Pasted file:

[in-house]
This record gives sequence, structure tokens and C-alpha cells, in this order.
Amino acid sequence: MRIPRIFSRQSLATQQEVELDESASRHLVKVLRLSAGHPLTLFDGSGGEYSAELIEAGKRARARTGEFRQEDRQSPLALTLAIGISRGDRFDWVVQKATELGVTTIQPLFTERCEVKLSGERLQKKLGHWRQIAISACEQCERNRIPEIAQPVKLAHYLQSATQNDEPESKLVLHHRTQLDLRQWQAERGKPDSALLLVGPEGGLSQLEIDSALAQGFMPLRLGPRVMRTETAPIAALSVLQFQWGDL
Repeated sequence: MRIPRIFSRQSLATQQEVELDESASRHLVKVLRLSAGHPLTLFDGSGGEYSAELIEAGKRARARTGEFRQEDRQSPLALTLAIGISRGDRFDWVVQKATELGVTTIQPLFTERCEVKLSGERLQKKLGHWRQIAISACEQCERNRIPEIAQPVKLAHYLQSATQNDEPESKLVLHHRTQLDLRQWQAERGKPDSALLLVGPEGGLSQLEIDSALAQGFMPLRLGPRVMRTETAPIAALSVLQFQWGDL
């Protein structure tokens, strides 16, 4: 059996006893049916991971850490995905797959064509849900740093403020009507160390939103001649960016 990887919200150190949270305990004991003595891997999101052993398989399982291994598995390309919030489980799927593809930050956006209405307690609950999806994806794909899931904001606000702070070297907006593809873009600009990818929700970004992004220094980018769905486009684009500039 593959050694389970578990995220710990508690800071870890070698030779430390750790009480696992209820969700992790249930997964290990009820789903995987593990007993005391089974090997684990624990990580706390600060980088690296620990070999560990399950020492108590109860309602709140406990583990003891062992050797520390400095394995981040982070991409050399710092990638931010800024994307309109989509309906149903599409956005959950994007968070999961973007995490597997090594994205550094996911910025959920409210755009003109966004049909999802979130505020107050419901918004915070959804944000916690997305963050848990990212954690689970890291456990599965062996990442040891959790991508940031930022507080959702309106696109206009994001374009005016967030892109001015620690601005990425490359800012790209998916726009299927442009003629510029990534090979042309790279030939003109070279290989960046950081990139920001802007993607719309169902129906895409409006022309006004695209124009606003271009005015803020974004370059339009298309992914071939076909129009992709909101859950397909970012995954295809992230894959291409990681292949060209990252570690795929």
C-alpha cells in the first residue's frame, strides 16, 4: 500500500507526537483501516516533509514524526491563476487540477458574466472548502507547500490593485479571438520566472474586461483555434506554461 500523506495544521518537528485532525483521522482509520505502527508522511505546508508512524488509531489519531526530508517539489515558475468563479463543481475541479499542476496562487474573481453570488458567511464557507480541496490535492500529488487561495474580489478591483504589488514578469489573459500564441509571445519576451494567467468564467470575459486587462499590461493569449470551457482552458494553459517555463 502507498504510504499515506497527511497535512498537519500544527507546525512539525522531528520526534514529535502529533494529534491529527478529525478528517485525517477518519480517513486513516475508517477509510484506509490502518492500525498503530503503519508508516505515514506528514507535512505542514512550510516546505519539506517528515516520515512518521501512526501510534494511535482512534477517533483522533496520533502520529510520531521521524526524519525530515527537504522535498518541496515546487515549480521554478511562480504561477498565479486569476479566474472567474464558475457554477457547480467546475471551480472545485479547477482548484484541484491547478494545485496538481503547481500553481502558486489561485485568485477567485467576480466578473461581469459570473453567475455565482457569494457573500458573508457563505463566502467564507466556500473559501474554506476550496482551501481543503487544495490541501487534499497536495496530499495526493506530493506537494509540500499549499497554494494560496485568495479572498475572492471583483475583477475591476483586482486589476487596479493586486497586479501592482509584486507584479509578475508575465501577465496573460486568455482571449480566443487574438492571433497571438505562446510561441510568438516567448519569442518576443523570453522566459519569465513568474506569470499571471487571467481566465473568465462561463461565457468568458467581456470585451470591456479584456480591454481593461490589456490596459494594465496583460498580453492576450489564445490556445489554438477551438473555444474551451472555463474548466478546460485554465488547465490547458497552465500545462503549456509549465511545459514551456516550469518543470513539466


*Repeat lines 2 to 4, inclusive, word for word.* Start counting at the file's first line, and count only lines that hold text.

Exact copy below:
This record gives sequence, structure tokens and C-alpha cells, in this order.
Amino acid sequence: MRIPRIFSRQSLATQQEVELDESASRHLVKVLRLSAGHPLTLFDGSGGEYSAELIEAGKRARARTGEFRQEDRQSPLALTLAIGISRGDRFDWVVQKATELGVTTIQPLFTERCEVKLSGERLQKKLGHWRQIAISACEQCERNRIPEIAQPVKLAHYLQSATQNDEPESKLVLHHRTQLDLRQWQAERGKPDSALLLVGPEGGLSQLEIDSALAQGFMPLRLGPRVMRTETAPIAALSVLQFQWGDL
Repeated sequence: MRIPRIFSRQSLATQQEVELDESASRHLVKVLRLSAGHPLTLFDGSGGEYSAELIEAGKRARARTGEFRQEDRQSPLALTLAIGISRGDRFDWVVQKATELGVTTIQPLFTERCEVKLSGERLQKKLGHWRQIAISACEQCERNRIPEIAQPVKLAHYLQSATQNDEPESKLVLHHRTQLDLRQWQAERGKPDSALLLVGPEGGLSQLEIDSALAQGFMPLRLGPRVMRTETAPIAALSVLQFQWGDL